I think elites have not realized death is cumulative. Death from Covid-19 has been largely exponential in growth, but the numbers add up eventually. They say 26,000 died in Canada but some think it’s really as high as 52,000 dead. That’s a lot of people. Certainly many of the 26 thousand dead were those in retirement homes but for many of those in the hidden numbers, those were working people. Not a huge number when examined from a distant statistical position. but enough to make a small difference in the labour pool. To add to this, for nations Canada draws from for labour, those countries have been harder hit with numbers of deaths in the hundreds of thousands, and even millions. It’s likely millions more will die in the coming year or two. Add to this, Canada will be competing for these same labour pools with other countries such as the USA (and vice-versa), and suddenly finding workers abroad may not be so inexpensive as it could take more and more incentives to draw workers here.

    It’s ironic—in an actual sense of the word for once—business and political leaders tried to keep business going by keeping it business as usual, but ended up creating a sitaution where it could not moving forward by destroying its own labour pool. It’s much as the snake that devours its own tail.

    And just remind myself as I find my own tone too academic, too impersonal; people have died, people are dying, and people will die in greater and greater numbers unless a strategy of Covid-0 is finally undertaken.

  14. Jason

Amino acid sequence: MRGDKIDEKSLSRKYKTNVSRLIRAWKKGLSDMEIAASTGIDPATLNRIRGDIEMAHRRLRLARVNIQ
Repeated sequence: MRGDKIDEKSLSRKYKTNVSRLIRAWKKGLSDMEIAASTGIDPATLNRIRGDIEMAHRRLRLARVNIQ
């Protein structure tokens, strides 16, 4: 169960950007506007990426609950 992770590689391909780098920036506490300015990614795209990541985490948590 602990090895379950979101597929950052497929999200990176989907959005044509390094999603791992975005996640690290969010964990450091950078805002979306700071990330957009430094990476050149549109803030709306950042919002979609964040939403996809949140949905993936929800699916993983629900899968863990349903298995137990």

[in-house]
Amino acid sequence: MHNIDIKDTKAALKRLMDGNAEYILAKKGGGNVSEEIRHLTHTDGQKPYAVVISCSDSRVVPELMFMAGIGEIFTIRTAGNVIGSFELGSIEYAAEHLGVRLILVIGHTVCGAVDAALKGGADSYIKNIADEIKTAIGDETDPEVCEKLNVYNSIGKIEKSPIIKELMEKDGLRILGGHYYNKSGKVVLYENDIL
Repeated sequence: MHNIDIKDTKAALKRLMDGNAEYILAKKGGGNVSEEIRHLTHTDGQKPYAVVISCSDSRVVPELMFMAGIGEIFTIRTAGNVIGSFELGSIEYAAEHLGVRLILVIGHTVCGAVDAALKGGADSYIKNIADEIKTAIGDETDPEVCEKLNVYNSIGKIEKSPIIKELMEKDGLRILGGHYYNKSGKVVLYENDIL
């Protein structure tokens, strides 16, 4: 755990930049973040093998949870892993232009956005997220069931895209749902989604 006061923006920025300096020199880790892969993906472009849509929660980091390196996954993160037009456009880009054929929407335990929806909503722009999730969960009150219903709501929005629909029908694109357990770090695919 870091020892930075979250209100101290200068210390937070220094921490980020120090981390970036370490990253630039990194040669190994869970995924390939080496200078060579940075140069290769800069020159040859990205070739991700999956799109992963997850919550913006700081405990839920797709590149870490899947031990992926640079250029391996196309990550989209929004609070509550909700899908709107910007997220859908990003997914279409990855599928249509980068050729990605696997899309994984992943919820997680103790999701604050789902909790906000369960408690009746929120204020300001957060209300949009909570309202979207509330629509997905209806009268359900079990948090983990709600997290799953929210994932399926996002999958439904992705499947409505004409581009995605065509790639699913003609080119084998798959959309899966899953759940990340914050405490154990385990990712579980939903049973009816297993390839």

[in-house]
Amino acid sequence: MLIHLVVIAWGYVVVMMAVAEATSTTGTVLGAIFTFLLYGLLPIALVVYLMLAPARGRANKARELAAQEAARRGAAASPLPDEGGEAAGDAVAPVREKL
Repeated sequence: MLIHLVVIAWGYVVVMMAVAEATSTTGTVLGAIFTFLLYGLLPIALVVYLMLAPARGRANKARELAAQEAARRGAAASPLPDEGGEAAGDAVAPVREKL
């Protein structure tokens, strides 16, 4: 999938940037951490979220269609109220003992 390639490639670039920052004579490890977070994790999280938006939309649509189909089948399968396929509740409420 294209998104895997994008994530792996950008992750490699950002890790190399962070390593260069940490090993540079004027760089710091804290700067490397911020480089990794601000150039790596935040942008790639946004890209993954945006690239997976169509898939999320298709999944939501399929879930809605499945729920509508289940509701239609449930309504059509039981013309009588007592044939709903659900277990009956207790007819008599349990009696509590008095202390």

The Chinese people getting welded into their own homes…is someone bringing them food? Is their water kept on, even if they can’t work in order to pay their water bill? Does someone un-weld them after two weeks? Good heavens, that sends a chill down my spine.


    In the thread I linked to above, commenter PK mentions that he has

    “an Australian based Chinese friend who has been stuck in China for months due to the travel restrictions. She has gone to Tibet for a break as she can’t do anything else – I find it significant I think that the Chinese are not restricting internal travel to Tibet (which of course has some land borders with India), which indicates to me that they are not worried about internal spread.”

    I don’t think I’m going unabashedly full-on Marxist here to note that PK’s “Australian based Chinese friend who has been stuck in China for months” is of the same class as PK.

    And, suffice to say, the Chinese who GM said were “welded into their homes” are not of that class.

    But hey, China is the model of the future, “lifting it’s people out of poverty” (forcing self-sufficient farmers into already overcrowded cities), building drab ultramodern superstructures and infrastructure that certain classes in China can use, as the rest of the Chinese toil away, poisoning themselves and the environment while making substandard, largely useless crap for most of the rest of the world.

    What a paradise.

  15. Jason

    Oh yeah, the CCP are also implementing an internal system of control – a full spectrum dominance internally, if you will – that the creeps who make up our own intelligence services marvel at.

  16. Willy

    Internal Fox News corporate policy is to vax and mask and test and isolate, but to publicly preach the opposite, all for the sake of maintaining profits.

    Milton Friedman cackles from the grave.

  17. Here is the mortality data from the 6 month Pfizer study on their Covid vaccine. You can find it in the supplementary appendix table S4 page 12